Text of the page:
A federal lawsuit filed Thursday challenges a Georgia law that has stalled the voter registrations of more than 53,000 potential voters until they verify their basic information.
The lawsuit, brought by several civil rights groups, asks a judge to overturn Georgia’s “exact match” law, which requires voter registration information to match driver’s licenses, state ID cards or Social Security records.
The legal action comes after The Associated Press reported this week that at least 53,000 voter registrations were flagged because of the law. Those voter registrations are on hold because of discrepancies between application information and government records, such as a missing hyphen in a last name or data entry errors.
But potential voters can still participate in this year’s elections if they show photo ID either when they go to vote or beforehand. They can also mail identification to county election officials in advance. If their ID resolves the discrepancy, they will immediately become active voters eligible to cast a normal ballot on Georgia’s voting machines.
The “exact match” law has drawn criticism from voting rights groups that say it could suppress voters in the upcoming election for Georgia governor between Republican Brian Kemp and Democrat Stacey Abrams. Kemp is Georgia’s secretary of state, responsible for oversight of elections and voter registration.
The lawsuit alleges that the law, passed by the Georgia General Assembly last year, has a disproportionate impact on African-Americans, Latinos and Asian-Americans who want to become registered voters. About 80 percent of applications put on pending status were submitted by those minority groups, according to the lawsuit.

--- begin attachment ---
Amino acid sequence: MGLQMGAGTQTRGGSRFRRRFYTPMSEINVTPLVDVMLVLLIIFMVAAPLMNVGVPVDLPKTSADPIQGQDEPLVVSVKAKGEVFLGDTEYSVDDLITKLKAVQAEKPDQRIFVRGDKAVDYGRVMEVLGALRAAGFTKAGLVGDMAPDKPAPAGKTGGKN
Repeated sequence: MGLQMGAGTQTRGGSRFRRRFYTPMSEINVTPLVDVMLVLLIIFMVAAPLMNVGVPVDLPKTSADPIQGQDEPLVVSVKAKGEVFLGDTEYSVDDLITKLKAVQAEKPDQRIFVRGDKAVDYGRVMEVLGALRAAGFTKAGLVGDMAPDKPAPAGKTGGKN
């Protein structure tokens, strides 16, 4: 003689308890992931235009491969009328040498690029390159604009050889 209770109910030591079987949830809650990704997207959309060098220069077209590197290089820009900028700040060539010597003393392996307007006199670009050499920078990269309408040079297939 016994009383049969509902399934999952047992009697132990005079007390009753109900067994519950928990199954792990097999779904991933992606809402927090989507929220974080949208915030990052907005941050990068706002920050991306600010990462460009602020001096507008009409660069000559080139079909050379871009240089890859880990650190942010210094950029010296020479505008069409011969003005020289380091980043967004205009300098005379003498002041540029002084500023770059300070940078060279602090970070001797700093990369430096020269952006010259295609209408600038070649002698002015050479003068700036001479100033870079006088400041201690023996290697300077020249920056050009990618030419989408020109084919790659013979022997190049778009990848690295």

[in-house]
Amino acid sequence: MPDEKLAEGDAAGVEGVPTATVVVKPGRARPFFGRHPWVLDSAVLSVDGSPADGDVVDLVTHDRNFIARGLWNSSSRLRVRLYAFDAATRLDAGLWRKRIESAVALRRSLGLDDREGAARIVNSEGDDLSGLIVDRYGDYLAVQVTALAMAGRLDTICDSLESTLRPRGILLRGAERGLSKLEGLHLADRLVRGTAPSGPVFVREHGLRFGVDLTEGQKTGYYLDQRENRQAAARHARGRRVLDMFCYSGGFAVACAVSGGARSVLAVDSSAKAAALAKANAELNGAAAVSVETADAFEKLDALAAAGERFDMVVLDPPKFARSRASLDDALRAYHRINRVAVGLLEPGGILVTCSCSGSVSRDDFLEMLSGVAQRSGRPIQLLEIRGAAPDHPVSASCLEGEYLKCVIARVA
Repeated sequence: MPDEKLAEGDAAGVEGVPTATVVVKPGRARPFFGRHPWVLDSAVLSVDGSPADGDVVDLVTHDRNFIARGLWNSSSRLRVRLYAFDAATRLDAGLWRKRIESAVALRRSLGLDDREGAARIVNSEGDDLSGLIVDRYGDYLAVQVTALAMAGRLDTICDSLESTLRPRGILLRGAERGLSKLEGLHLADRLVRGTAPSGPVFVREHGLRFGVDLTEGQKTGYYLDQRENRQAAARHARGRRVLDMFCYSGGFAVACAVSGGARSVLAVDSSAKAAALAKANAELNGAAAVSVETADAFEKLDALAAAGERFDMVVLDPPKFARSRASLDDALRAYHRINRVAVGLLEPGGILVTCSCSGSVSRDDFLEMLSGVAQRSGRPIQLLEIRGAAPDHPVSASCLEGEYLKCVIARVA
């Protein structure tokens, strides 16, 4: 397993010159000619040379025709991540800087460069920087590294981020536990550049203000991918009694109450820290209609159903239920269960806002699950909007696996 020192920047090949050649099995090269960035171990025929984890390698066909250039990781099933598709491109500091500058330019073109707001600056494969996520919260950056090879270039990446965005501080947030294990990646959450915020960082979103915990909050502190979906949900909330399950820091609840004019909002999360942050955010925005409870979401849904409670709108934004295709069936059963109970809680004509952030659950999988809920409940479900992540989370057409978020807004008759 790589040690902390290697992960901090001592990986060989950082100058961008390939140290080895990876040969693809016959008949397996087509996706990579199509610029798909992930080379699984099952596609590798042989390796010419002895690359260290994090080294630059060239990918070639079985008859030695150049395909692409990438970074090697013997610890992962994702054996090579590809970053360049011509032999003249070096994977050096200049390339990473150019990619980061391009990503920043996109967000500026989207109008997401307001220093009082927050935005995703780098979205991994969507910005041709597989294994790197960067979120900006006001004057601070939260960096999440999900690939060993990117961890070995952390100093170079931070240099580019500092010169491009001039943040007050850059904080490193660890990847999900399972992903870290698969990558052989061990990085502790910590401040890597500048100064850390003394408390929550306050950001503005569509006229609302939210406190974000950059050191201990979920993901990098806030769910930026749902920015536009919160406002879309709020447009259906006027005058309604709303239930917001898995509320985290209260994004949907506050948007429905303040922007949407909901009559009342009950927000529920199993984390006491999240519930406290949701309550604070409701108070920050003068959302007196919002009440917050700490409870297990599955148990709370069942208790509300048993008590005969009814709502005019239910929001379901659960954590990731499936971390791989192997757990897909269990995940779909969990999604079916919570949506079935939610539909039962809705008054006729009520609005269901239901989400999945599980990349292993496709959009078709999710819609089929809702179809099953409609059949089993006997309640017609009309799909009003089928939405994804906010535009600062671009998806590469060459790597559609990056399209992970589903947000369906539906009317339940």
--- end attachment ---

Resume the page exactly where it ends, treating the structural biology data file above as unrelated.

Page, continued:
“It imposes unnecessary and discriminatory burdens on the voter registration process,” according to the lawsuit, filed by the Lawyers Committee on Civil Rights Under Law, which is representing several civil rights organizations in the legal action.
Part of the reason many of the pending applications are from minorities is that they were submitted by the New Georgia Project, said Candice Broce, a spokeswoman for the Georgia Secretary of State’s Office. The New Georgia Project, founded by Abrams in 2013, specifically sought to register minorities.
Broce called the lawsuit a publicity stunt that will waste taxpayer money when the state defends the law in court.
“Their claims are completely bogus,” Broce said. “The so-called ‘exact match’ law was passed by the Legislature and signed by Gov. (Nathan) Deal. It mirrors a Florida law recently upheld in federal court. The 53,000 Georgians cited in the complaint can vote in the Nov. 6 election. Any claims to the contrary are politically motivated and utterly false.”
Abrams’ campaign said Wednesday that Kemp is attacking voting rights.
“As he has done for years, Brian Kemp is maliciously wielding the power of his office to suppress the vote for political gain and silence the voices of thousands of eligible voters — the majority of them people of color,” Abrams spokeswoman Abigail Collazo said. “This isn’t incompetence; it’s malpractice.”